If you don’t try, knowing you might fail, you will have already failed.
-Kung Foo Woodworking Master, Jan 1837, somewhere in Maine.
On occasion it is best just to jump in and give it a try. The piece of walnut measures 19.5 inches long x 6 inches wide x 29 mm thick (which is almost 1 inch, but I through in a bit of metric, just to see if you were paying attention). To inhance the difficulty, the board had a nice bit of twist to it. The mission, take off the rough edge and flatten the board so that the twist is gone. It is a tough mission, thousands will die, many more, will have their feelings hurt.
I started by using my Stanley 4 1/2 with a corrugated base. It cuts like a hot knife though a runny French cheese. The 4 1/2 has been used quite a bit on my practice board, where I plane, just to get a feel for how they work. I am not one who has a clear understanding of how long one can use a finely sharpened blade, before it needs to be given a touch up. So after a while, I took the blade out and was surprised by it’s sharpness. It seemed silly not to give it a bit of a touch up anyway, so I did.
The hour was late and I can’t recall when I began to make shavings. I can’t be sure, but time may have actually stopped, or at the very least, it slowed considerably. The process was extremely enjoyable. There is still much to learn. I have read an article or two about reading grain, to avoid tear out. It has been a while and to say I am a bit unsure of my grain reading abilities, is a grotesque understatement. In fact, I plan on trying to dig out those articles, for a refresher, after I finsih the blog. So I am saying, right now, I am 70% guess, 30% random stab at it.
Is this the only aspect of using a hand plane, which seems to be eluding me? Not, not even close. I have a vague recollection of an article about slightly rounding the corners on the blades, to avoid those tracks that the perfectly straight edge leaves. I have such tracks in my walnut. So I may not have the blade tuned perfectly. The importance of having a 4 1/2 and a 5 in one’s hand plane is mentioned in many articles which discuss getting started with hand planes. What I can’t remember is the point of each of them. I assume that like sand paper grit, one uses one then the other. This is what I did. I started with the 4 1/2 and then I used the 5 for a bit. Both worked well, or so it seemed to this amateur. After using them both, I am not any closer to understanding which should be used first.
I am sure that a more seasoned woodworker, or even a kung foo woodworking apprentice, would know when and how to use both planes. In their hands, it would also probably be apparent on the wood, that they had been used in the correct order. I can only assume that the reason I can’t tell which one does what, is because I am not very good with them yet. Or perhaps they are used in different situations, like bringing in a left hander to face a left handed batter. The Reds beat the Nationals 5 -1 tonight, but I digress.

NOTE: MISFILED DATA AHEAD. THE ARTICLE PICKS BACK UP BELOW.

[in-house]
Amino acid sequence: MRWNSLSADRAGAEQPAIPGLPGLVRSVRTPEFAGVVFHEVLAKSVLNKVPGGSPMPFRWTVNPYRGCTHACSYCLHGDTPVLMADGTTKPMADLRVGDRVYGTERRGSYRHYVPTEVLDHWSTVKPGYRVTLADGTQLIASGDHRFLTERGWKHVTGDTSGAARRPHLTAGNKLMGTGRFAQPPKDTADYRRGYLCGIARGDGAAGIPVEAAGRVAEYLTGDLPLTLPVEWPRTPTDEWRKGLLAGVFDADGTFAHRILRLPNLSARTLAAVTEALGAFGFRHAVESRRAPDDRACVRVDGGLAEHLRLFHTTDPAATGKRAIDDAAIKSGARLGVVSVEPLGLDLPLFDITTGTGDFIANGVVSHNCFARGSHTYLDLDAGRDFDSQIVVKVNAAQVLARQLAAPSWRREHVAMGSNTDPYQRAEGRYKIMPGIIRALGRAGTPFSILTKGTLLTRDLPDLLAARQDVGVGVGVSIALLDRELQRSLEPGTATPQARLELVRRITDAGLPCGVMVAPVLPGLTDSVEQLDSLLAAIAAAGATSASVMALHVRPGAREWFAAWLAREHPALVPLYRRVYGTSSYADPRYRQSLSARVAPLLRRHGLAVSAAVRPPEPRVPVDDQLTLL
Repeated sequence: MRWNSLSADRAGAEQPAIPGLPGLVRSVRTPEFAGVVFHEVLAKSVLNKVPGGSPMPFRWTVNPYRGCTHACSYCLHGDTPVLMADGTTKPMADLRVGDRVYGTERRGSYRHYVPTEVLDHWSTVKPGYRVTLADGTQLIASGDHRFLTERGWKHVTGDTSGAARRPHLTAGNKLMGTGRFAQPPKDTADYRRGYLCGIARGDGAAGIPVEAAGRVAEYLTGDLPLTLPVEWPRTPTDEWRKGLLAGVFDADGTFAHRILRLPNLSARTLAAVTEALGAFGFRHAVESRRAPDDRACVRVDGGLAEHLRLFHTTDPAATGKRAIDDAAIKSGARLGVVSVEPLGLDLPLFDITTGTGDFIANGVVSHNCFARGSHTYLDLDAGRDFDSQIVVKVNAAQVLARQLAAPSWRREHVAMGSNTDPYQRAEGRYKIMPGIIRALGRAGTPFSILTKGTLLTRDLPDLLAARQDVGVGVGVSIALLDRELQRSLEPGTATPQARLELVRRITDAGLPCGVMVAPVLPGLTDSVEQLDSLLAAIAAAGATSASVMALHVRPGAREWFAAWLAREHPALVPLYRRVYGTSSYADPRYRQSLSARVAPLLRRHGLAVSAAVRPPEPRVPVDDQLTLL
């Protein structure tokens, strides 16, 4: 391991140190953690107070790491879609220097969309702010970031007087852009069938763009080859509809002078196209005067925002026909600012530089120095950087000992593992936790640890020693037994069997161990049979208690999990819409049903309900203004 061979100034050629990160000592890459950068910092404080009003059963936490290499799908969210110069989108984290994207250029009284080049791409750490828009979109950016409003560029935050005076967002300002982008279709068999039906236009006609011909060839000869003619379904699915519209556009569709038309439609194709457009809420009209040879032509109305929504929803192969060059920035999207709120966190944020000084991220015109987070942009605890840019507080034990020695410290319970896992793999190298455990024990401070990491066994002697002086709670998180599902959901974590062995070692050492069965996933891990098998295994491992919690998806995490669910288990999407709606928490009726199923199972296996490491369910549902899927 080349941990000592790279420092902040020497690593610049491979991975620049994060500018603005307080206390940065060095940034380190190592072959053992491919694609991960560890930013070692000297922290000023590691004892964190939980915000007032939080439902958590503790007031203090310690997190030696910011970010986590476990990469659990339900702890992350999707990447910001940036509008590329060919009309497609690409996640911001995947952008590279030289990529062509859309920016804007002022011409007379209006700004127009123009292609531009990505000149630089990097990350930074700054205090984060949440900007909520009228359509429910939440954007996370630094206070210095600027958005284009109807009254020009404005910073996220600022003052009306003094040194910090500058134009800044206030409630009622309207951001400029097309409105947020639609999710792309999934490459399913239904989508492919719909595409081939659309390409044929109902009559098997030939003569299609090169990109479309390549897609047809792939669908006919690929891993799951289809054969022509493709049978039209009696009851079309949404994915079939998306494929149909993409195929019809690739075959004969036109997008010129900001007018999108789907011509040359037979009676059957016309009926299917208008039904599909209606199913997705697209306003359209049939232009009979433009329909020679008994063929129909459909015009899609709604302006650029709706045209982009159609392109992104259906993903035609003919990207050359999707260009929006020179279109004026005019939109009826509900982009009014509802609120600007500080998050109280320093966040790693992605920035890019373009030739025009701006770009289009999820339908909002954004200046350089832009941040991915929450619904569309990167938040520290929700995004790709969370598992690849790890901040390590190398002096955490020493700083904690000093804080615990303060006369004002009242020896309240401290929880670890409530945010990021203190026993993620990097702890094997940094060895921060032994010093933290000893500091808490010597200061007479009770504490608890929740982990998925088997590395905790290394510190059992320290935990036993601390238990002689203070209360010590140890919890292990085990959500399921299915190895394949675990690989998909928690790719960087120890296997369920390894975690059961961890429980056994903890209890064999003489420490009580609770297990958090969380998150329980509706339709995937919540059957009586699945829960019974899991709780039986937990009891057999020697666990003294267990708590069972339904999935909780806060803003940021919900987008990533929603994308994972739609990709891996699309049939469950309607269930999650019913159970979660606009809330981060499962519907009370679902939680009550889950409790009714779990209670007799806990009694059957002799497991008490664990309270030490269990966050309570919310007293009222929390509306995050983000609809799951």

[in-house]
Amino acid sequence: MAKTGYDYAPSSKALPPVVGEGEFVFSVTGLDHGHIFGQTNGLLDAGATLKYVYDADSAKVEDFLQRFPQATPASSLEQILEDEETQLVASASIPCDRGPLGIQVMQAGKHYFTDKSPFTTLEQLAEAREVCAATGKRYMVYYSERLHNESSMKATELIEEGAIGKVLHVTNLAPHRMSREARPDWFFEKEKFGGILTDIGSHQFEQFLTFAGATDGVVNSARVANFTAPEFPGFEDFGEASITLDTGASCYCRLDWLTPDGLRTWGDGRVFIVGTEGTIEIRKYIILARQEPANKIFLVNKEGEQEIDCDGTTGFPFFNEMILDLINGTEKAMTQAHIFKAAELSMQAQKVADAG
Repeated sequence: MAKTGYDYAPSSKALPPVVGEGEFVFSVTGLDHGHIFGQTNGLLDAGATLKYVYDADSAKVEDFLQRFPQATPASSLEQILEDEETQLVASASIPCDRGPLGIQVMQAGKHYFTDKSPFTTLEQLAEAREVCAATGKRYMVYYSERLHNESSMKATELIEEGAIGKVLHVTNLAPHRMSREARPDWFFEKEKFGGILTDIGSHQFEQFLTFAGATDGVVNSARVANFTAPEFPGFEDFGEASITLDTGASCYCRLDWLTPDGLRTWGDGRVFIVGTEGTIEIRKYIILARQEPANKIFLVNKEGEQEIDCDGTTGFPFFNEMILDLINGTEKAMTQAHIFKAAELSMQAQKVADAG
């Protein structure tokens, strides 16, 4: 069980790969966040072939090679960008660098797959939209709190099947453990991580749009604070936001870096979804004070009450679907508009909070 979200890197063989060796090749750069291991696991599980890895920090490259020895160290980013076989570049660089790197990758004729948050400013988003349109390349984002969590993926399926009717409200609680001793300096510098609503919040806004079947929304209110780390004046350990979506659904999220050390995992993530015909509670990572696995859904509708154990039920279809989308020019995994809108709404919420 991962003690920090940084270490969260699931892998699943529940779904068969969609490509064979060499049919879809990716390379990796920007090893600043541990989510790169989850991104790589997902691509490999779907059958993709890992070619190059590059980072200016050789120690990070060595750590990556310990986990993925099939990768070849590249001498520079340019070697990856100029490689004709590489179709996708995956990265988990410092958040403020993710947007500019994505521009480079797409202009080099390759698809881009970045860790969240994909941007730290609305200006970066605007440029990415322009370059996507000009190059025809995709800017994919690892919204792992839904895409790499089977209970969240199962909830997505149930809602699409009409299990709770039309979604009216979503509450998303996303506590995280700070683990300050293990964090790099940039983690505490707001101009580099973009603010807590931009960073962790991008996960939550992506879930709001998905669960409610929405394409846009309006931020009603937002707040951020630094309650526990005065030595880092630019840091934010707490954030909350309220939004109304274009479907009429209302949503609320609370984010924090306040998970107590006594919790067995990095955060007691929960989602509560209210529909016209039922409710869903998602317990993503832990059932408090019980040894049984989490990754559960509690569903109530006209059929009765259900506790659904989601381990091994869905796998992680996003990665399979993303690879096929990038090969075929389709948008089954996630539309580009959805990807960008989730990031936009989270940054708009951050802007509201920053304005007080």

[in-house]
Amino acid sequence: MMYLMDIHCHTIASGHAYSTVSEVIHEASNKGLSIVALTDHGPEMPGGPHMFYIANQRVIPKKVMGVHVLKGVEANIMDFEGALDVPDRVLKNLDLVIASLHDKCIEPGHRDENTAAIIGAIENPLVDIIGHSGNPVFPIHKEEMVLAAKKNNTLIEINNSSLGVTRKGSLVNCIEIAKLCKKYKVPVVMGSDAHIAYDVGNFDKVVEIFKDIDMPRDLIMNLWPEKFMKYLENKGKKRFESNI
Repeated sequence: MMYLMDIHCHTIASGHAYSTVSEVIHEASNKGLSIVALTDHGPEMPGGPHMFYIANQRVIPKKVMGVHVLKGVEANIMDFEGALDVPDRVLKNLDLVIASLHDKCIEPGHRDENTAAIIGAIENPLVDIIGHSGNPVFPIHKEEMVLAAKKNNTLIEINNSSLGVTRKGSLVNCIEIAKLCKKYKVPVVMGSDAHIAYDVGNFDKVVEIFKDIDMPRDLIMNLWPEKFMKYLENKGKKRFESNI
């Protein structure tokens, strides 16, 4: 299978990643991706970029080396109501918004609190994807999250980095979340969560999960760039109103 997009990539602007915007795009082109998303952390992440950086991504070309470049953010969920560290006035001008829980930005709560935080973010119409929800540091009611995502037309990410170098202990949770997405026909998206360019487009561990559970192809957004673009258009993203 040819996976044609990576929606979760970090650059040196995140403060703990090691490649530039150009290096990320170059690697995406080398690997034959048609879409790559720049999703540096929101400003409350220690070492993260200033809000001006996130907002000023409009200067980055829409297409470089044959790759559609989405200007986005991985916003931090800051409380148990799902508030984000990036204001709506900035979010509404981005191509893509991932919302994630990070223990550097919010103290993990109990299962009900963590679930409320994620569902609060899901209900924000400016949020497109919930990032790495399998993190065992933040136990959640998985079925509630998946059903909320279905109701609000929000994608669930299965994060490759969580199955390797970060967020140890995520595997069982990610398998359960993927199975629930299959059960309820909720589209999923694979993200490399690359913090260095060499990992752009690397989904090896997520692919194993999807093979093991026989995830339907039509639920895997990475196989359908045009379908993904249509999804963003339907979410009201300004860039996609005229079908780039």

So let me give you some stats from the wood, as it is now. One side is flat. The twist is gone. The other side is not flat yet. The low point on the board is 21 mm. The high point is 25 mm. I should mention that I am not finished, but simply stopped to see where I was in the process, and to think about what comes next. So it seems to me that I should be able to shave off bits from the high part and bring it closer to flat. There is an air of confusion hanging over my workbench.
It seems I will need to start from the high end of the board, because of the direction of the grain. Before I stopped to write the blog, I had been taking, or more aptly, trying to take full end to end shavings off the board. My little grey cells want me to start at the point on the board where it starts to get a little bit thicker and continue to the end. Thus removing some of the wood from the higher part. If I do this, I will be going against the direction of the grain, which is frowned upon by the Kung Foo Woodworking Masters. Or so I would assume. I am not sure about starting on the high end and then not continuing all the way to the other end. Maybe it is as simple as using lighter pressure on the plane at the point where one wants to stop mid board? I just don’t know.
I am caught between following the grain direction and going against the grain but only attacking the high part. If I go against the grain, I will get tear out, which is bad. I sit in my chair, look at the board, and feel completely unsure of the correct methodology. But that is the point, isn’t it? It is the discovery of solutions that leads to an improvement in one’s woodworking skills.
It is true, that when I began to plane this piece of wood, I was mentally prepared to do such a poor job, that it would render the board useless. Now that I have been at it for a little bit, this board is really pretty. The walnut has a golden glow to it. The grain pattern is delightful. So if at all possible, I would like to get it flattened, learn a bit about my hand planes, and then actually be able to use it for a future project. The beauty of the wood has made me want to succeed, but even if I don’t, it will still be worth the sacrifice. If nothing else, I can almost imagine how people use their hand planes to prepare their wood for projects. Yesterday it seemed like it was only possible by the Kung Foo Woodworking Masters of the secret north eastern woodworking guilds.